iii.      will not depart from the record keeping requirements contained in the Australian Code of Good Manufacturing Practice.

Division 3 – Therapeutic Devices

(12)      In this Division, the following therapeutic devices must be manufactured in compliance with an approved quality assurance system as follows:

(a) for a therapeutic device, other than a device incorporating human tissue

                                       i.      if the therapeutic device must be listed in the Register, it must be manufactured in compliance with AS ISO 13485-2003 other than clause 7.3 (Design and Development); or

                                     ii.      if the therapeutic device must be registered in the Register , it must be manufactured in compliance with AS ISO 13485-2003; and

                                   iii.      if the therapeutic device is labelled ‘Sterile”, it must also be manufactured in compliance with EN 556.

Transitional arrangements for goods mentioned in Division 2

(13)      From the commencement of this Determination up to and including 31 May 2014 (the transition period), where Division 2 of this Determination requires a manufacturer to comply with the Australian Code of Good Manufacturing Practice:

(a)   a manufacturer may choose to comply with either:

                                  i.          the requirements of the document titled: “Australian Code of Good Manufacturing Practice for Human Blood and Tissues” published in the Commonwealth of Australia Gazette, No. S 518, Thursday, 28 September 2000; or

                                ii.          the requirements of both:

a.       The document titled: “Australian Code of Good Manufacturing Practice for Human Blood, Blood Components, Human Tissues and Human Cellular Therapy products ”; dated April 2013 (published by the TGA on its website),  and

b.      Therapeutic Goods Order No. 88  Standards for donor selection, testing and minimising infectious disease transmission via therapeutic goods that are human blood and blood components, human tissues and human cellular therapy products; and

Note 1: Therapeutic Goods Order No. 88 Standards for donor selection, testing and minimising infectious disease transmission via therapeutic goods that are human blood and blood components, human tissues and human cellular therapy products will apply, from 31 May 2014, to human blood and blood components, human tissues and cellular therapy products that are collected from a donor, or subjected to any other manufacture, on or after 31 May 2014.  Before 31 May 2014, compliance with Therapeutic Goods Order No.88 is voluntary.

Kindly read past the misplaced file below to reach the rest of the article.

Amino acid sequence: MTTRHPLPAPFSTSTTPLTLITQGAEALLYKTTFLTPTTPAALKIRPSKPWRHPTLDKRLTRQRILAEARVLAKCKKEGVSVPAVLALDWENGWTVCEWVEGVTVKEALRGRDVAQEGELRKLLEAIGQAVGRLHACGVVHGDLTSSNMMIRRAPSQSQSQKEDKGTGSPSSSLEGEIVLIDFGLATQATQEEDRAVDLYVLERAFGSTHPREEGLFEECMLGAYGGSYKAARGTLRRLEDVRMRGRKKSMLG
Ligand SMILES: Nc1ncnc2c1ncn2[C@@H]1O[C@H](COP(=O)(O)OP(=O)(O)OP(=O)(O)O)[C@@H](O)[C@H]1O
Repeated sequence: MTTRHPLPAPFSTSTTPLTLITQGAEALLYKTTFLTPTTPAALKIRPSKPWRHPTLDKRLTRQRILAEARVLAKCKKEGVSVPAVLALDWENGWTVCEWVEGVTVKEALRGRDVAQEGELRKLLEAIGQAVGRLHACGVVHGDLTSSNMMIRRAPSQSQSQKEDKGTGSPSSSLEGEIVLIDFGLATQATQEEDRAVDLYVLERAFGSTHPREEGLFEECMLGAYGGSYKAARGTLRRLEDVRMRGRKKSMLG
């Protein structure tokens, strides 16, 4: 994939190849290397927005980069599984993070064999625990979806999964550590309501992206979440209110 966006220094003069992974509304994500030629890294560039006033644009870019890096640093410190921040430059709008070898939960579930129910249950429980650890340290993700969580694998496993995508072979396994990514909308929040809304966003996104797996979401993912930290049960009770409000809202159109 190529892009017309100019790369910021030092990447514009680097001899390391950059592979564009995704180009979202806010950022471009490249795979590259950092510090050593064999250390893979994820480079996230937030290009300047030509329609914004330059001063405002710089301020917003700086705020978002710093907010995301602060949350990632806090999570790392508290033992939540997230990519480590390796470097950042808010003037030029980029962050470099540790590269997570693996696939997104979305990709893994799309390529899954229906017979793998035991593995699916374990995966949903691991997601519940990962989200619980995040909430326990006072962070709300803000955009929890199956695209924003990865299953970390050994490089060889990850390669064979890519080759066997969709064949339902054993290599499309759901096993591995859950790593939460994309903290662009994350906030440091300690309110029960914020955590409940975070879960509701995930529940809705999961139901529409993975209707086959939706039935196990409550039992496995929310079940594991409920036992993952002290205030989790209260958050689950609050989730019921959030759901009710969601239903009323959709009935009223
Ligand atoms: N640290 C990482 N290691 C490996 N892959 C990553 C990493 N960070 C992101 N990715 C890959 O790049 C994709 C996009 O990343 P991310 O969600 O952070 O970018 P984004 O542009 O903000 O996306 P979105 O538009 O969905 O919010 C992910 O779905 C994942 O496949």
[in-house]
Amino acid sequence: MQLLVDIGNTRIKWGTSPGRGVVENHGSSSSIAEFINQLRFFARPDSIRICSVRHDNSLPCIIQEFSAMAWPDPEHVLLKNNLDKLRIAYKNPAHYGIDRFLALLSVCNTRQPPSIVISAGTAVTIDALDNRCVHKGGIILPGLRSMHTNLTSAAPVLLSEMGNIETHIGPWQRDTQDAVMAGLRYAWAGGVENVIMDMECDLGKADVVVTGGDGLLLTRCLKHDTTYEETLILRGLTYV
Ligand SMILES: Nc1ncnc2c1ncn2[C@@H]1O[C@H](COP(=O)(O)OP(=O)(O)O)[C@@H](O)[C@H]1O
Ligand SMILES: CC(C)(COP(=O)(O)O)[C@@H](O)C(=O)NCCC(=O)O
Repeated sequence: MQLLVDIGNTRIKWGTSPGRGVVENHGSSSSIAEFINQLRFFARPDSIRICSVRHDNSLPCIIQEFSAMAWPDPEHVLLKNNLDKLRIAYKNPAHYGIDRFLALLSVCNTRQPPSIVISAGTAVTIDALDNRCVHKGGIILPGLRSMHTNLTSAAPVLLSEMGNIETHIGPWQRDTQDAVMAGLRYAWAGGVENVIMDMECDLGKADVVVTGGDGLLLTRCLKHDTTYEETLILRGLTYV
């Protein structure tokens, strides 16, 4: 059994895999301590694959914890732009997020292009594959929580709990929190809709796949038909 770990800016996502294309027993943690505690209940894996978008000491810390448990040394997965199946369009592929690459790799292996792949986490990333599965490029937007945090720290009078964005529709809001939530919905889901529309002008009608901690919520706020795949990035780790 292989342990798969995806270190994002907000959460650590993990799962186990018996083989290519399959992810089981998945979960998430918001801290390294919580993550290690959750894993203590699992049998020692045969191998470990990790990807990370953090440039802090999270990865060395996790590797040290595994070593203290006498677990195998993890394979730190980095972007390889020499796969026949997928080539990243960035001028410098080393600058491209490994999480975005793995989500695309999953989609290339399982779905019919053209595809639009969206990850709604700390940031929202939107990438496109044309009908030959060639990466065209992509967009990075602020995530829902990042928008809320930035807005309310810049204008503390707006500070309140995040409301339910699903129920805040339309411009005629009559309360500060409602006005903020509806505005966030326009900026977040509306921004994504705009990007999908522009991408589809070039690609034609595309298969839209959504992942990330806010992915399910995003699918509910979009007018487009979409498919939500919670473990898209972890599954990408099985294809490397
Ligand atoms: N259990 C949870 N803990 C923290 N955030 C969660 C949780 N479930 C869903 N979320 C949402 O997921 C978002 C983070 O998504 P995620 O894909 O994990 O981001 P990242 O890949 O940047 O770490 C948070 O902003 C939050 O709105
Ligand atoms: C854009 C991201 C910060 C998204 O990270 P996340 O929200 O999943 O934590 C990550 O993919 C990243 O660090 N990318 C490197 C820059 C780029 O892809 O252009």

Note 2:  If a person wishes to begin complying with the Australian Code of Good Manufacturing Practice (2013) before 31 May 2014, the person must also ensure that the requirements of Therapeutic Goods Order No. 88 is or has been observed in the manufacture of their goods, as these are intended to apply together.

(b)   during the transition period, a reference in this Determination to the Australian Code of Good Manufacturing Practice means the document or documents with which the manufacturer has chosen to comply, being either the document referred to in subparagraph (i) of this clause or the documents referred to in subparagraph (ii) of this clause.

(14)      To avoid doubt, after 31 May 2014, where this Determination requires a manufacturer to comply with the Australian Code of Good Manufacturing Practice, a manufacturer must comply with the requirements of the document titled: “Australian Code of Good Manufacturing Practice for Human Blood, Blood Components, Human Tissues and Human Cellular Therapy products” dated April 2013 (published by the TGA on its website).

Note:  From 31 May 2014, Therapeutic Goods Order No. 88 Standards for donor selection, testing and minimising infectious disease transmission via therapeutic goods that are human blood and blood components, human tissues and human cellular therapy products will also apply and manufacturers must comply with this Order.